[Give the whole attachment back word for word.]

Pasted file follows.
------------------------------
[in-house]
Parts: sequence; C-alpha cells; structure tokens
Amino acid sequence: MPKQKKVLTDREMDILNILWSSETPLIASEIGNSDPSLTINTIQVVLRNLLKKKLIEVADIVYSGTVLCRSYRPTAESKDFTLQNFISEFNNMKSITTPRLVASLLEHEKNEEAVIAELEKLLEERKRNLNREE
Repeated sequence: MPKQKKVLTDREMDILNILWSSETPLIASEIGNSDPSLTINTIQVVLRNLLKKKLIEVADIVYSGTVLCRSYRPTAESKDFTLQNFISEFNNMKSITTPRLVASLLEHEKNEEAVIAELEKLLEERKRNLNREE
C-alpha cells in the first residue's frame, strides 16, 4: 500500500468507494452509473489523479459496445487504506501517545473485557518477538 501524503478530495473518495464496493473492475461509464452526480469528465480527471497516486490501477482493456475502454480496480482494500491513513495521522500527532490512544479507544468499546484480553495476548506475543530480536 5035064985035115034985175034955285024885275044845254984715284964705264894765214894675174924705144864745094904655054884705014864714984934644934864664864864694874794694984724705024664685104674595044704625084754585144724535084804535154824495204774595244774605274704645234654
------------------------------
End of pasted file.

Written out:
[in-house]
Parts: sequence; C-alpha cells; structure tokens
Amino acid sequence: MPKQKKVLTDREMDILNILWSSETPLIASEIGNSDPSLTINTIQVVLRNLLKKKLIEVADIVYSGTVLCRSYRPTAESKDFTLQNFISEFNNMKSITTPRLVASLLEHEKNEEAVIAELEKLLEERKRNLNREE
Repeated sequence: MPKQKKVLTDREMDILNILWSSETPLIASEIGNSDPSLTINTIQVVLRNLLKKKLIEVADIVYSGTVLCRSYRPTAESKDFTLQNFISEFNNMKSITTPRLVASLLEHEKNEEAVIAELEKLLEERKRNLNREE
C-alpha cells in the first residue's frame, strides 16, 4: 500500500468507494452509473489523479459496445487504506501517545473485557518477538 501524503478530495473518495464496493473492475461509464452526480469528465480527471497516486490501477482493456475502454480496480482494500491513513495521522500527532490512544479507544468499546484480553495476548506475543530480536 5035064985035115034985175034955285024885275044845254984715284964705264894765214894675174924705144864745094904655054884705014864714984934644934864664864864694874794694984724705024664685104674595044704625084754585144724535084804535154824495204774595244774605274704645234654